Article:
When it comes to cases related to priest sexual abuse, Roman Catholic dioceses are usually the defendant. But here’s an exception.

Lawyers for the Hartford Roman Catholic Archdiocese have filed suit against Chicago-based Interstate Fire & Casualty Co., alleging that the insurer is failing to honor the terms of seven insurance policies, affecting settlement of four priest abuse cases.

In previous years, when plaintiffs had alleged mental and physical abuse as a result of clergy sex abuse against minors, the archdiocese has settled the matters, paying the first $200,000 itself. For additional amounts, “Interstate made payments on claims that fell within its policies,” according to the lawsuit. However, in the last two years, Interstate has failed to do so, the diocese claims.

The specific cases at issue were brought by plaintiffs “RM” and “Matthew Doe” against priest Ivan Ferguson for conduct in the late 1970s and early 1980s, when the two plaintiffs were boys. A third case, brought by “KS” against priest Stephen Crowley, involved sexual misconduct in 1981 and 1982. Also, the archdiocese was accused of failing to protect the minor “JA” from the sexual misconduct of priest Robert Ladamus in 1985.

The insurance complaint, alleging a lack of good faith and fair dealing by Interstate, was brought by Elizabeth J. Stewart of the New Haven offices of Murtha Cullina, assisted by attorneys Marilyn B. Fagelson and Melissa A. Federico.

“All the plaintiffs have been fully compensated by the Archdiocese,” said Stewart. The amount the church is attempting to recoup from Interstate is in excess of $1 million, she said. “We don’t know why they have changed their behavior” in the last two years, Stewart added.

A spokeswoman for Interstate, Suzanne S. Meraz, told the Hartford Courant that Interstate has not yet selected defense counsel for the suit, which was filed Nov. 16. She added that the insurer does not comment on pending litigation.

According to the complaint, as a condition for even considering a claim, Interstate demanded information from the archdiocese’s personnel files, in violation of a state privacy law that requires employee permission before personal information can be disclosed. The insurer also wanted the archdiocese to waive its attorney-client privilege, and it asked for new “categories of information” and documents not previously required or called for in the insurance policy, the archdiocese alleges. The seven policies involved were in place between 1978 and 1985.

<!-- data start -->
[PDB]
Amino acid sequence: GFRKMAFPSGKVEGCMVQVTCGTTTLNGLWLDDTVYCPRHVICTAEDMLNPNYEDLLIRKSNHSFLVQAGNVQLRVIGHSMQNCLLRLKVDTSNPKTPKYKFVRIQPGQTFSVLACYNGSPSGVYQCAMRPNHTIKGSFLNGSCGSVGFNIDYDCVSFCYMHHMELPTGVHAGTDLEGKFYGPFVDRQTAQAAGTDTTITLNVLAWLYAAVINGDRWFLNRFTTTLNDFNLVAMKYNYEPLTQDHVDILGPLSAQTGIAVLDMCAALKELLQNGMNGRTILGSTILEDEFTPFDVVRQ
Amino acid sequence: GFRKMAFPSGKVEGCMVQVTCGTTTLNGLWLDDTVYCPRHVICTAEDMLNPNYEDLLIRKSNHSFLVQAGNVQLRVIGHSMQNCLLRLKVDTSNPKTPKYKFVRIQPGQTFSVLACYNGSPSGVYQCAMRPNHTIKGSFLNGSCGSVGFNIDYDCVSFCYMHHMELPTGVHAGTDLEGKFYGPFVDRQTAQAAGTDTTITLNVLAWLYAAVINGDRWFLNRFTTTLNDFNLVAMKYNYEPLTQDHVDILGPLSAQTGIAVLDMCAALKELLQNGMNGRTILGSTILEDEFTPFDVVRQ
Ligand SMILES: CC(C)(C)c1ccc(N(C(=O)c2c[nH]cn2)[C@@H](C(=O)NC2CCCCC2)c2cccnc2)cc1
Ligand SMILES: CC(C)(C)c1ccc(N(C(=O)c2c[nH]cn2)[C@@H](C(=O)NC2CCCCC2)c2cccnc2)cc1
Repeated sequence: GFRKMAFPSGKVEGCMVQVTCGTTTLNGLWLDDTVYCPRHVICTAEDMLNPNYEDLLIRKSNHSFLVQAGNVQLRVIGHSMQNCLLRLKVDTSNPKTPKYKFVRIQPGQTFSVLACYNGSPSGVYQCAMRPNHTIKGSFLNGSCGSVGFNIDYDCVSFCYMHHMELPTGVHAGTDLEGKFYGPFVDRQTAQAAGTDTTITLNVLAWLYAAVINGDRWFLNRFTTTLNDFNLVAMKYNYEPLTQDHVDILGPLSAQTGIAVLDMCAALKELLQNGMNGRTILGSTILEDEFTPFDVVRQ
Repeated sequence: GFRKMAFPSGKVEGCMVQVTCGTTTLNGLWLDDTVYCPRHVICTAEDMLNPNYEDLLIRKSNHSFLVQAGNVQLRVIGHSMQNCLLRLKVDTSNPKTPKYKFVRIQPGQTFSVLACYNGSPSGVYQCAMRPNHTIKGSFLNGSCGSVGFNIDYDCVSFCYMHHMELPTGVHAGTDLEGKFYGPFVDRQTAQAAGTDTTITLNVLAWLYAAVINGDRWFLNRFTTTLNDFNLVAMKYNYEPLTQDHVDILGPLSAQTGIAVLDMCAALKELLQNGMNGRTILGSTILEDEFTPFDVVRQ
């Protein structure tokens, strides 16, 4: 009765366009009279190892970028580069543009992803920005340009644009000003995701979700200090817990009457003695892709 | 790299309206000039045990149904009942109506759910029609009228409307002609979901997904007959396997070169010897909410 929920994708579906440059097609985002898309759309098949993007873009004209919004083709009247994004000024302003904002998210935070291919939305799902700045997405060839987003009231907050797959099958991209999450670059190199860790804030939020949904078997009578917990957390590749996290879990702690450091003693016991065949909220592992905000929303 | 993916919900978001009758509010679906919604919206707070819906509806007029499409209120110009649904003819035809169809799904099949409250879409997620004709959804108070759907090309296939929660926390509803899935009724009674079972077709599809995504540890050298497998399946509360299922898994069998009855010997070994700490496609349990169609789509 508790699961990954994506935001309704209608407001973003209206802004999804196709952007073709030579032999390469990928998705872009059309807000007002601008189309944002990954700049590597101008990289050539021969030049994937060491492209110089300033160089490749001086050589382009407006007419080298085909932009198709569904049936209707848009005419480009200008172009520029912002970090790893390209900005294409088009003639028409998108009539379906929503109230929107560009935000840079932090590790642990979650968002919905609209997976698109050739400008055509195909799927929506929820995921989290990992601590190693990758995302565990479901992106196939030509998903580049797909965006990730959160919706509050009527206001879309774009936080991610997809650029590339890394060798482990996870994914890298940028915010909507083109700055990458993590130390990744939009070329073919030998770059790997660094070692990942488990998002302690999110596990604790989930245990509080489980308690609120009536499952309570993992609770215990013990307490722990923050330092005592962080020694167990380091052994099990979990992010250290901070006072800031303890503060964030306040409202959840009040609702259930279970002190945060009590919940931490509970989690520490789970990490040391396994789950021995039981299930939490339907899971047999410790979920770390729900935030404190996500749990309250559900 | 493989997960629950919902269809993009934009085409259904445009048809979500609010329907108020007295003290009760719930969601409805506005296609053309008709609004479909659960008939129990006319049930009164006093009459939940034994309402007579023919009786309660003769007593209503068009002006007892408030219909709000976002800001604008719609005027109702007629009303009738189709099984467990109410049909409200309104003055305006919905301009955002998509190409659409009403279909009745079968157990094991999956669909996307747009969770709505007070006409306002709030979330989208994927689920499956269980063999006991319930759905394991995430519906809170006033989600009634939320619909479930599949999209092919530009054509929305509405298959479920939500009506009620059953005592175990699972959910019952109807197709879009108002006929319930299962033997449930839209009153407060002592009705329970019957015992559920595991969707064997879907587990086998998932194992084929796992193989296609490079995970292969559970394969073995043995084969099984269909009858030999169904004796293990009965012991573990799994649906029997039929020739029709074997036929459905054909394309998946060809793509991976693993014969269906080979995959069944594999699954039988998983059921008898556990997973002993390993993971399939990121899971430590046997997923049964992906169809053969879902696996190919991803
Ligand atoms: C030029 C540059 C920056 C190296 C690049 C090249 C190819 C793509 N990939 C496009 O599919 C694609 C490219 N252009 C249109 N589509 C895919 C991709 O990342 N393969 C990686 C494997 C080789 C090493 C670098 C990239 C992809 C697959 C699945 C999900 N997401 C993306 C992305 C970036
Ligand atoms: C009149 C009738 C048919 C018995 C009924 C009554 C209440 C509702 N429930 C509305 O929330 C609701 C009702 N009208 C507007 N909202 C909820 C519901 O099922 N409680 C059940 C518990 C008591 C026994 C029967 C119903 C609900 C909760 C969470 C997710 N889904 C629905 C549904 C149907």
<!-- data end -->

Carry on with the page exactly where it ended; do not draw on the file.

Connecticut church officials also claim delaying tactics have been used by Interstate against other Catholic dioceses in similar cases, the complaint alleges, offering up the Archdiocese of Seattle, Wash., and the Diocese of Springfield, Mass. as examples. Interstate’s failure to respond to claims, and its demands for unnecessary documentation, constitute a violation of Connecticut’s Unfair Insurance Practices Act and a deceptive practice under the Connecticut Unfair Trade Practices Act, the complaint alleges.

New London plaintiff’s attorney, Robert I. Reardon, who settled four priest child sex abuse cases with the Hartford Archdiocese for $2.7 million, and currently has another pending, is not involved in the federal case against Interstate. He is, however, familiar with the underlying issues.

“Insurance companies in general are reluctant to pay – we know that,” he noted.

When insurers become unreasonably obstructionist, it creates difficulties for more than just the plaintiff. “It becomes difficult on the defense lawyer,” said Reardon, “and it also becomes difficult on mediators and judges in trying to settle cases, because of the multiple parties involved in contributing to the settlement.”

Reardon said the consequences of delay can be costly for insurers. “Ultimately, this will result in a bad faith lawsuit, which is essentially where they’re headed right now. A successful bad faith claim means punitive damages, and a violation of CUTPA. It can be risky business for the insurance company if they want to draw the line in the sand, and refuse to pay by imposing unreasonable prerequisites on the insured.” •